Clementine’s Awakening: Jennifer Soucy
Reviewed By Ben Walker
With Clementine’s Awakening, Jennifer Soucy delivers a helping of creepy Southern Gothic ghostliness, whilst serving up the same level of rich character work she’s known for.
The titular Clementine is a young woman with a lot on her plate – she’s just started work at a supposedly haunted bar where the patrons range from Southern gentlemen to snotty families, with a group of boisterous, take-no-shit colleagues who mostly help her through her new job. At home, her mother isn’t exactly Parent of the Year, providing our hero with constant reminders of a past (and present) she’d rather move past. So when the bar turns out to be more haunted than the staff would like to admit, she first brushes the spirits off as a distraction, until their interference becomes troublesome.
The story starts off pretty similar in mood & setting to Soucy’s previous novel The Night She Fell, but this is a more intimate story, gradually taking a spooky turn as the bar’s ghosts begin to show their true colours. As with Soucy’s previous works, you could quite happily sit and enjoy the slice of life drama she so skilfully draws you in with, to the point where – early on at least – the ghost side of things feels like extra seasoning rather than the main ingredient.
The struggles Clementine faces at the bar, from harassment to heckling, surly chefs to drunken customers, will be familiar to anyone who’s worked a service job before. Imagine that scene from The Terminator where that one little shit dumps their dessert into Linda Hamilton’s apron, amplify that by 50% and add in a side order of lechery from co-workers and patrons alike. That would be more than enough for many of us to deal with, but Clementine is determined to make a go of it no matter what. It’s called Clementine’s Awakening for a reason, as you see her resilience and determination grow with each new day.
So as the ghostly doings ramp up as the story progresses, you’re firmly on Clementine’s side, experiencing the mystery right alongside her as she slowly unravels the bar’s past. Any ectoplasmic encounters are dispensed in short, effective bursts, the plot always wheeling back around quickly to Clementine, her friends, family, and the eventual love interest. This does mean that the spirits sometimes take a back seat to the human cast, but again, the human drama is the core strength of the novel.
All that groundwork in the characters makes for a hugely effective final part, where it’s hard not to grip the edges of your seat as you will Clementine on through a pacy rush of worsening problems and worrying run-ins with a dark spirit. Each time you think you can breathe out and relax, you’re put right back on edge again, right through to the final line, which is pretty much guaranteed to leave you sucking in a breath like “ooooh, you got me!”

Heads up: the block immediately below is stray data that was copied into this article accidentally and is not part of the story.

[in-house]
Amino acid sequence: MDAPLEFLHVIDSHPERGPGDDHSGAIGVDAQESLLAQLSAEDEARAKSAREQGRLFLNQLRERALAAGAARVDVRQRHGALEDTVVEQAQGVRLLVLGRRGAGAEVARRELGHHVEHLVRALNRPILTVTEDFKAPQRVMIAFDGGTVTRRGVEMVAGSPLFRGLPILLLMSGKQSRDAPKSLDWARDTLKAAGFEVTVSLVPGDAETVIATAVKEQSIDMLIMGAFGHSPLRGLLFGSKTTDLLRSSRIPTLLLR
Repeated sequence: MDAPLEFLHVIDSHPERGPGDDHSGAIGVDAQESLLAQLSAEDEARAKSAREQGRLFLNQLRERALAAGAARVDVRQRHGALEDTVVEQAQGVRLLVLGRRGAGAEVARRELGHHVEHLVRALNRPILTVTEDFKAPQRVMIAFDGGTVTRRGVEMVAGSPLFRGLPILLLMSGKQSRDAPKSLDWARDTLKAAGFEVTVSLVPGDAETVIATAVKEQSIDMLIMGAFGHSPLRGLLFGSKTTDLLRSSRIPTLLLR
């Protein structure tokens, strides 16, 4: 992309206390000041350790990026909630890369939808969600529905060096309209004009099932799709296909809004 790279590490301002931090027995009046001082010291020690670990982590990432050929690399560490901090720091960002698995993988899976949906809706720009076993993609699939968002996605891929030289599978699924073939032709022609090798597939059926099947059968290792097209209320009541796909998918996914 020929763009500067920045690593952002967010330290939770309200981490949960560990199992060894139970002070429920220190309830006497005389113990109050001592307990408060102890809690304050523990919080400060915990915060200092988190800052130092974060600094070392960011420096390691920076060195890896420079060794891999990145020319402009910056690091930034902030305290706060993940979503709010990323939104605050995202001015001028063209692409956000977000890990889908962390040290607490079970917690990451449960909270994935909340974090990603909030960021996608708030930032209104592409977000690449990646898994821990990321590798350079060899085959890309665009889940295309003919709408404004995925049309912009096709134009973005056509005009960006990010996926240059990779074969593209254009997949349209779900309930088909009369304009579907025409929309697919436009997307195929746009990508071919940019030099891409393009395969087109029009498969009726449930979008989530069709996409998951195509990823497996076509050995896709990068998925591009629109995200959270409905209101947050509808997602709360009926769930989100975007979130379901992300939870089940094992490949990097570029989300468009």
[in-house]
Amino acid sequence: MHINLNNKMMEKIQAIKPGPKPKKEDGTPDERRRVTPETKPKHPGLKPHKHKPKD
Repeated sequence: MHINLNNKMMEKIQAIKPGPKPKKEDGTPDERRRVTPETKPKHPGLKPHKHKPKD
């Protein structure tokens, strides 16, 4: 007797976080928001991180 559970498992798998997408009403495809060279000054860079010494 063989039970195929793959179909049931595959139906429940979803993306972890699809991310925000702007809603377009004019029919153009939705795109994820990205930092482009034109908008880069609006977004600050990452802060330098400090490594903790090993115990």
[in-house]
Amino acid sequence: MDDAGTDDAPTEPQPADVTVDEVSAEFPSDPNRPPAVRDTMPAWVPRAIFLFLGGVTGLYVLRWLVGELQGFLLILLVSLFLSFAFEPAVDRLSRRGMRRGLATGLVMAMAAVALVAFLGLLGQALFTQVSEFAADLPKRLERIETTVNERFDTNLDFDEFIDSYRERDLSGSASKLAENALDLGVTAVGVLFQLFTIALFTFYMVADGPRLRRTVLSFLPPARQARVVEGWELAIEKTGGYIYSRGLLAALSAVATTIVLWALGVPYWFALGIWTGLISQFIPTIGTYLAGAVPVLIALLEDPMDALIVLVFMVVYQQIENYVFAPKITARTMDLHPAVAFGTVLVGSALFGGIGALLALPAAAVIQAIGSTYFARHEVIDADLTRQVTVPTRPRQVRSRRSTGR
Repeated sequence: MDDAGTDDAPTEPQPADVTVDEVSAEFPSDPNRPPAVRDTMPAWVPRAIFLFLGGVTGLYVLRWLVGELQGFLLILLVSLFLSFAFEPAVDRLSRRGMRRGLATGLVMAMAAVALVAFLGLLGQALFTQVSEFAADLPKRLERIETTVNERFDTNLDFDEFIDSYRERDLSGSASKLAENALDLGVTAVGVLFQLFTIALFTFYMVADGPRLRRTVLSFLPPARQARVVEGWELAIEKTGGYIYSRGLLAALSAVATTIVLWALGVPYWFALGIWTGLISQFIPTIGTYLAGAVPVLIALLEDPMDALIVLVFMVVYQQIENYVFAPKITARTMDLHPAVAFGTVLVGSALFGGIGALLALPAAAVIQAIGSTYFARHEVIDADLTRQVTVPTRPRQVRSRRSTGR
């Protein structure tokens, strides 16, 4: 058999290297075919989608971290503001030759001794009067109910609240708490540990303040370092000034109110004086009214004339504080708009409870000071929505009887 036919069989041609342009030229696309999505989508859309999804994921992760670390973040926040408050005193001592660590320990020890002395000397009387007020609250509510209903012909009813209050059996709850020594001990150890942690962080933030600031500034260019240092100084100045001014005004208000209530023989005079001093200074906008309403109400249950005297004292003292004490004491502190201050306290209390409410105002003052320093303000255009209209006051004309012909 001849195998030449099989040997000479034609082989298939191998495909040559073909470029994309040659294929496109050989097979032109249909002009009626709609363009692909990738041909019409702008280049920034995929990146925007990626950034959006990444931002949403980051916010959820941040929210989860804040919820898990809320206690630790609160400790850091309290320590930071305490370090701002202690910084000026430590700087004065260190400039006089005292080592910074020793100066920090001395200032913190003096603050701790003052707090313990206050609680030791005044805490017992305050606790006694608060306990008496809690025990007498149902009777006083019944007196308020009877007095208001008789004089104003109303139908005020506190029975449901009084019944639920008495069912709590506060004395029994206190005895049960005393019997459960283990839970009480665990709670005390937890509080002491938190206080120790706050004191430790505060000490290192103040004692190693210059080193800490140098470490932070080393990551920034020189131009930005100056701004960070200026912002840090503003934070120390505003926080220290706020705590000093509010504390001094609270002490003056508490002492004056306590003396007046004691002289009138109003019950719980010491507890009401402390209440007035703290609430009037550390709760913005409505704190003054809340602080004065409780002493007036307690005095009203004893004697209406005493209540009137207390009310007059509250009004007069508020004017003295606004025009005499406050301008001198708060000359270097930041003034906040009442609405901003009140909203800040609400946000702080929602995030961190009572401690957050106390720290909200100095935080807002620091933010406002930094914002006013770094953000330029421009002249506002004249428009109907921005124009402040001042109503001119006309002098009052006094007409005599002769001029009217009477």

Emotional, gripping, tragic and entertaining, if you’ve enjoyed any of Soucy’s previous works then this is an essential addition to your collection. And if you haven’t read any of her stories before, what are you waiting for?
Death is rarely the end in Savannah. Sometimes it’s only the beginning.
Clementine is ready to live her best life, starting with a new job at O’Hara’s Pub. But working as a server isn’t easy for a lifelong wallflower. She encounters a sympathetic ally in Rosemary, but there’s a problem: Rosemary’s a ghost, a former slave trapped for eternity in the pub.
The girls form an unlikely friendship. Clementine offers compassion to the lonely ghost, who defends her by playing harmless pranks on rude customers and cruel co-workers. Their activities soon attract another spirit—Deadeye Abernathy, the madman who murdered Rosemary 150 years ago.
Deadeye joins the fun, turning the pranks into gruesome attacks. Clementine must find a way to stop him before he destroys her friends and the new life she loves. But how can a human survive a battle between two ghosts in the Most Haunted City in America?
Ben got a taste for terror after sneaking downstairs to watch The Thing from behind the sofa at age 9. He’s a big fan of extreme & bizarre horror and well as more psychological frights, and most things in between. When he’s not reading, he’s writing, and when he’s not writing he’s on Twitter @BensNotWriting or reviewing books on his YouTube channel, BLURB.